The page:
If you're ready for an awesome quarter — one where you make a big impact and grow your business or career — start it off right with clear, inspiring quarterly goals that people really care about (not to be confused with the watered-down vague annual goals in the HR system).
Goals should provide immediate purpose, clarity and focal points; they're how and why teams rally to great achievement. With clear short-range goals, people make better trade offs as workload increases and things compete for time, as they inevitably do.
In the absence of short-range goals, teams are soon adrift in the "sea of incoming" — the next email, the next crisis, the next idea from the boss.
The "next" wave washes away the one before it in a week or two. Without agreed-upon and jointly held goals for impact between now and the end of the quarter, it will be difficult to describe or quantify your impact.
Want to launch into your best quarter ever, but don’t know how to start framing real-time goals? Start by restating your vision, then articulating compelling goals and ambitious metrics. Better yet, implement OKRs this quarter to help your team achieve the best possible results. Use these tips to articulate your vision, goals and metrics and make them real decision drivers this quarter:
1. Step back and think deeply.
What is the mission you’re leading and where do you want to go this year? Whether you do this in an offsite with your exec team, brainstorm with a small team, or do it on a long solo walk, take the time to look at the big picture. Write down your vision statement — make it short, sweet and inspired. Ours is “Help leaders and teams operate at their best and achieve big, bold goals.”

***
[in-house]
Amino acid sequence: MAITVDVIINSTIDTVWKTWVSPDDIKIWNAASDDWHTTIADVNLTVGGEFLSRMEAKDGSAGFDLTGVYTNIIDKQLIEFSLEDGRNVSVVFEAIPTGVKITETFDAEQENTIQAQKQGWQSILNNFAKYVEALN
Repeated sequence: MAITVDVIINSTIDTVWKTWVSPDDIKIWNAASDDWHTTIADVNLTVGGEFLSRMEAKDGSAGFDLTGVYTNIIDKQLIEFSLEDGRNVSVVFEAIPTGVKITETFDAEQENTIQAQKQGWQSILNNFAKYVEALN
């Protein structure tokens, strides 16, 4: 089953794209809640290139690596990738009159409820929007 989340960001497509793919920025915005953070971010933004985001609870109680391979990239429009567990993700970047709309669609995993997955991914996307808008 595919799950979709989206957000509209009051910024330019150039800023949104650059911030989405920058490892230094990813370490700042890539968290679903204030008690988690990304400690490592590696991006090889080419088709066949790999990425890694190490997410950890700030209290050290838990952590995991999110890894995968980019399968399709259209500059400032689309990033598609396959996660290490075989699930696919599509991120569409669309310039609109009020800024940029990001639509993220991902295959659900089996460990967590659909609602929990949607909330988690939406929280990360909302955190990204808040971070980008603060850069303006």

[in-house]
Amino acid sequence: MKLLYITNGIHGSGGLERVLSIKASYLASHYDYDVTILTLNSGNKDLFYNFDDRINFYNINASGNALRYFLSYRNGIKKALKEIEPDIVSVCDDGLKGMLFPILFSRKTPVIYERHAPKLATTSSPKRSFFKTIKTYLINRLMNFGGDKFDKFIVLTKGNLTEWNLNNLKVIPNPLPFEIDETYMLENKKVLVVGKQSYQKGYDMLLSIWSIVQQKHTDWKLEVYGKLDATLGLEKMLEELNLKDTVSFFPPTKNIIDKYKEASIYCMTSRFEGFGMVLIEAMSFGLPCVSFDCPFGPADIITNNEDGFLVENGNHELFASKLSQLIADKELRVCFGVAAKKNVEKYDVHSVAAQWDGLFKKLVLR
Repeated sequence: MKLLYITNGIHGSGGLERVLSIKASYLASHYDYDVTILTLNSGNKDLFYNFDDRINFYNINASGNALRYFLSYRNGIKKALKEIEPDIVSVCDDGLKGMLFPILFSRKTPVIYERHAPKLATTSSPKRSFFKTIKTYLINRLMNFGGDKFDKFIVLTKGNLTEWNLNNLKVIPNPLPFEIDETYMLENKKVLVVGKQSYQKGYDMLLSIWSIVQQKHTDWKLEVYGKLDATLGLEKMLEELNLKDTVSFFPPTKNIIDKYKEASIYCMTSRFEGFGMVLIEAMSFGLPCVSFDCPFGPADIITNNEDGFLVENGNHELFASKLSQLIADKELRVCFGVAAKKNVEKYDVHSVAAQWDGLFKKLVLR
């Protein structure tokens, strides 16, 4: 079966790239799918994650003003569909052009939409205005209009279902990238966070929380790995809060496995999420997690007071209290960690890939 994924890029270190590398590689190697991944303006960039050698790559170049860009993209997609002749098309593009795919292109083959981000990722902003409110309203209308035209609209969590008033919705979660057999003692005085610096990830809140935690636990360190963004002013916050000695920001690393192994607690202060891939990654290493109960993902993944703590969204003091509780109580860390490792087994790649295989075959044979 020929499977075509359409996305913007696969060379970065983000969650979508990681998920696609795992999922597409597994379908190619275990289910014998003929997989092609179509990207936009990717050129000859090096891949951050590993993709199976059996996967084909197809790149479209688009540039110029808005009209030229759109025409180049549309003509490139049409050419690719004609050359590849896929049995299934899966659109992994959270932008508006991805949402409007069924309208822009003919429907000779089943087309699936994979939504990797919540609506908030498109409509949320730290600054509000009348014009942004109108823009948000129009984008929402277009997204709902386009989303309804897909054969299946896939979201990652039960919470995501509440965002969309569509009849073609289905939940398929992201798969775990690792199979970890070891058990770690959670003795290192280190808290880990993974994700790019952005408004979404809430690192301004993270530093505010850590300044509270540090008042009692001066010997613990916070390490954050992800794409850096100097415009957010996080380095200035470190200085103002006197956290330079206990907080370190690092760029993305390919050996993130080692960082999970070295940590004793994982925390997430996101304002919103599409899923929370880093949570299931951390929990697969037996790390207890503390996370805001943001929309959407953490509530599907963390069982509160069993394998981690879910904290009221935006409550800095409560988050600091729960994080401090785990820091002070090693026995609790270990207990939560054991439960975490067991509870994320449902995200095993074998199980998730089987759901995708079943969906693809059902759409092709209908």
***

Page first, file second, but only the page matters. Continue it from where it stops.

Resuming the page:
2. Frame and phrase quarterly goals.
Goals (or objectives in the OKR method) are a statement of what you want to achieve rather than what you need to do. Focusing on the next 90 days will actually increase your impact this year. What are the big, bold things you want to accomplish? These are your goals for this quarter. The words you choose should tell people why you're doing something, sustain them when work gets hard, and enable them to describe what they're working on with pride -- the words should matter to them.
Instead of "launch website" try "relaunch our website so people can purchase our products from anywhere." The former sounds like a task and is vague and the latter tells people the purpose of the website relaunch and why it is important.
Instead of "raise NPS score 2 points" try "provide the best service in the world". The former is a metric rather than a goal. The latter tells your team the true goal, inspires them and is what NPS scores measure (a standard measurement of how likely people are to refer others to your company).
3. Use metrics and key results to define success.
Metrics answer the question of how we will know we succeeded in our goals. They should describe great outcomes and tell the team when to declare victory. How much more or less of something will you have if you were successful? Is it sufficient to "launch a website"? Probably not, so metrics like these might define success in the next 90 days on website launch:
launch by 3/15
implement 5 core commerce features
have zero P1 bugs
How would you measure success in the next 90 days on the goal to provide the best service in the world? That might be raising your NPS score 2 points in your core market and measuring in 100% of markets as measures of big bold success this quarter. Metrics tell people where to focus their efforts now.